How should Labor respond to the Australian government’s education proposals?

There are currently lots of excitable educationalists who are losing their minds on Twitter because of the government’s proposals for education. It’s probably best not to listen to them too much. Instead, I offer to be the voice of reason. In short, the Labor party should adopt some of what the government is proposing whilst maintaining a pretty crucial point of difference.

First, we must acknowledge that the government has a valid point which is perhaps best expressed in Simon Birmingham’s own words:

“While Bill Shorten has promised more money for schools, Labor is ignoring the decades of significant funding growth yet declining performance. For all Labor knows, their extra funding will be used to build a second or third sports shed or pretty up a school gate rather than addressing the generational deficiencies of our schooling system.”

In truth, it is perfectly possible to massively increase funding to an education system without improving outcomes or whilst outcomes actually decline. I lived through a huge injection of funds into the English education system, an investment with little to show for it. This is because educationalists have broken theories about education and, when given the cash, they spend it on these notions.

For instance, we still have far too many children in this country suffering through mediocre ‘balanced literacy’ programmes in which explicit phonics is downplayed in favour of platitudes about ‘reading for meaning’. Yes, there are those who would dispute this, claiming that phonics is taught but how can this be the case if primary school teachers themselves lack the knowledge to do so? And if they’re so committed to phonics, why do we keep hearing from educationalists that only a small proportion of English words can be decoded this way (citation unknown)?

This state of affairs exists despite Australia’s own 2005 review of the evidence that demonstrated a clear advantage to systematic and explicit phonics programmes and despite repeated exhortations to pay attention to this evidence from all parts of the political spectrum.

This is why Labor should welcome a phonics check. Labor should also welcome the efforts to ensure that all students study a robust mix of courses at Year 12 so that they don’t limit their options too soon in life. The dream has to be a rigorous and academic education for all. That is what Labor is about: breaking down elites and increasing opportunities for everyone.

However, Labor should roundly reject the idea of performance-related pay. Learning is latent and can only be inferred through relatively poor proxies. In Malcolm Turnbull’s previous life as a banker, his performance could easily be measured by the amount of money he made and this, no doubt, is why the idea is appealing. But you can’t do that with teaching. The same teacher, teaching the same content to a different class can have quite different outcomes. Performance pay will only end up rewarding statistical noise. Yes, there are pay reforms that might help; more flexibility for principal’s, for instance, but PRP should be roundly dismissed as naive, bureaucratic and unworkable.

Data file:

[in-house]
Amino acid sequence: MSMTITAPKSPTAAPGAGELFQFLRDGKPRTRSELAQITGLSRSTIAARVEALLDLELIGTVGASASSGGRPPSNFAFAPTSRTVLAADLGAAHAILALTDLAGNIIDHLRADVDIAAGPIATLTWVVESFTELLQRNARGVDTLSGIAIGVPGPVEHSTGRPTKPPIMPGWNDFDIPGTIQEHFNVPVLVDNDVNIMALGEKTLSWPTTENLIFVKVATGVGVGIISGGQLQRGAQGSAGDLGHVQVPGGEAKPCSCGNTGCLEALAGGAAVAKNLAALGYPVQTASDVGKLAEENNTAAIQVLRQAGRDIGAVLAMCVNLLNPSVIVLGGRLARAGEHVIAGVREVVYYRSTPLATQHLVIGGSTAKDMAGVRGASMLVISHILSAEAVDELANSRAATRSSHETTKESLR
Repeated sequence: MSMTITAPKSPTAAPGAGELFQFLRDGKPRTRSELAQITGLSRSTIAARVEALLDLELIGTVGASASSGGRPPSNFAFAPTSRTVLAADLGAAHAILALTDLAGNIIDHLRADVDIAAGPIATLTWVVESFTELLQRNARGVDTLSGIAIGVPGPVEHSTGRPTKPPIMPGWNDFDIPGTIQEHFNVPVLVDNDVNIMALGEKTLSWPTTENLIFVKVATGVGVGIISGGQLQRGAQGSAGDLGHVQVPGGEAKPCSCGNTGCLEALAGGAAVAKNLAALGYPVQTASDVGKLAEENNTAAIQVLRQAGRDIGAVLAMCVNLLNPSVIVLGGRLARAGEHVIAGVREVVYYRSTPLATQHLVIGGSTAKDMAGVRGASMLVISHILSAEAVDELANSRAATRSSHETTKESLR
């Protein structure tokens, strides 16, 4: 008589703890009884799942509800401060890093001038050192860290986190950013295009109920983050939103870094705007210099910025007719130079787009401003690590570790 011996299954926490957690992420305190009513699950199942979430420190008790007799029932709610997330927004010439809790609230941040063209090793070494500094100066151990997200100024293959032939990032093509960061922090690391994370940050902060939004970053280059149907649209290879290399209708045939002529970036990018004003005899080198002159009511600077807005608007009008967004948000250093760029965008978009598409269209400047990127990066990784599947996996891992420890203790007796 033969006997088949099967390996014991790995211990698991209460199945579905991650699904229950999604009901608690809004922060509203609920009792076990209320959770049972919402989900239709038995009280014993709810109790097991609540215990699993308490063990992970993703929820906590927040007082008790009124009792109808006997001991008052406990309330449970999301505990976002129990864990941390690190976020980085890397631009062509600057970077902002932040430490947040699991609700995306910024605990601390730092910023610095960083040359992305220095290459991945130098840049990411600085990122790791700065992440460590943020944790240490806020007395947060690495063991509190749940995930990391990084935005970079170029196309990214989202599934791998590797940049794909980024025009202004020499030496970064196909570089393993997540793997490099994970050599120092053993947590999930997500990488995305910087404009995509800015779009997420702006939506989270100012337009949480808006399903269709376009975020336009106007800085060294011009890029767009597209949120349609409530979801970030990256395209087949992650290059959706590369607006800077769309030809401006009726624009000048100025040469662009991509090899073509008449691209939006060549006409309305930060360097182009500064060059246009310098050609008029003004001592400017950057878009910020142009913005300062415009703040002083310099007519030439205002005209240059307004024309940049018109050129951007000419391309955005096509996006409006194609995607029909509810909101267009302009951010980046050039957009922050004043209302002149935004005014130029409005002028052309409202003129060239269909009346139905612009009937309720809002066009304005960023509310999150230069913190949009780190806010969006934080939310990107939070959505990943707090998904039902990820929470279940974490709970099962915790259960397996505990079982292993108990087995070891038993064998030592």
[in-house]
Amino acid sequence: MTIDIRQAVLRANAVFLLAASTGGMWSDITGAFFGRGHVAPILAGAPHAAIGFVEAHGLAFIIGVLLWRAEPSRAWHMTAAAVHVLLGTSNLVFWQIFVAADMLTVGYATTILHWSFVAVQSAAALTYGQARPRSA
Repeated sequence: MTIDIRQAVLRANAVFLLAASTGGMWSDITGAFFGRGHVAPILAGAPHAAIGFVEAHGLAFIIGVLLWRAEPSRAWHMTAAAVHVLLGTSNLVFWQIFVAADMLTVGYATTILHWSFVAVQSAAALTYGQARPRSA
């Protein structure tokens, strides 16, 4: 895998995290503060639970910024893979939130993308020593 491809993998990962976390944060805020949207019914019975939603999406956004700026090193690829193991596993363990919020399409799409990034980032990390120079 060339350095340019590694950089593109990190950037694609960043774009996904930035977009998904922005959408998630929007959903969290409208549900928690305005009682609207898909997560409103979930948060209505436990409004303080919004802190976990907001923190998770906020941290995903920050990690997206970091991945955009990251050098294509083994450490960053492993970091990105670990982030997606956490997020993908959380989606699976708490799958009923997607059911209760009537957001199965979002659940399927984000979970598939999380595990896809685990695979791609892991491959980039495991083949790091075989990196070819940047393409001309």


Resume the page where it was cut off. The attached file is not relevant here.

And, of course, Labor should continue to offer more money than the Coalition. With the right checks in place, education is worth investing in.


8 thoughts on “How should Labor respond to the Australian government’s education proposals?

      • Tempe says:

        You’re not alone Felicity. There are some of us on the left, like you, who have thought these issues through perhaps more thoroughly than some and can clearly see that progressive Ed. stands in the way of equity and equality. You may be aware that many teacher bloggers in England managed to change the curriculum to one that was more knowledge-based. Many of them are on the left too.

  1. Ronda says:

    I think Birmingham’s words are distasteful, given that he’s throwing rocks at public schools getting a second or third sports shed, but appears to have no issue with some government-subsidised schools spending $63m on orchestral pits and aquatic centres.

    I also think there are very few schools that would spend the money on such frivolous items. Though given the state of many learning spaces in our public schools, I actually think it would be a wise investment to use funds to upgrade buildings – children can’t function when they’re packed in like sardines in mouldy, leaky, echoey, too hot, too cold demountables.

    Having said that, I take your point and totally agree with a need for there to be accountability for the use of funds.

    I’ve seen and heard of so much money wasted on programs where everyone is trained up, the program is poorly implemented to tick a box, and quietly discarded as a failure. What’s worse is when they’re deemed a success when there’s been no actual data gathered other than teacher observations or standardised tests are used that don’t take into account normal student progress without the program. These programs get plonked into school reports like they’ve actually made a difference, when you know at ground level they’ve achieved very little (and note: this is some, not all programs).

    Having said *that*, I’m sure the same shenanigans occur in private/independent schools as well.

    My concern is that the LNP will see it as an opportunity to allow their corporate mates like Pearson to get their noses in the trough, which is equally as problematic as Labor’s laissez faire approach.

  2. Pingback: Performance pay: Don’t do it, Australia | the édu flâneuse

  3. Pingback: Simon Birmingham to enforce progressive teaching methods | Filling the pail

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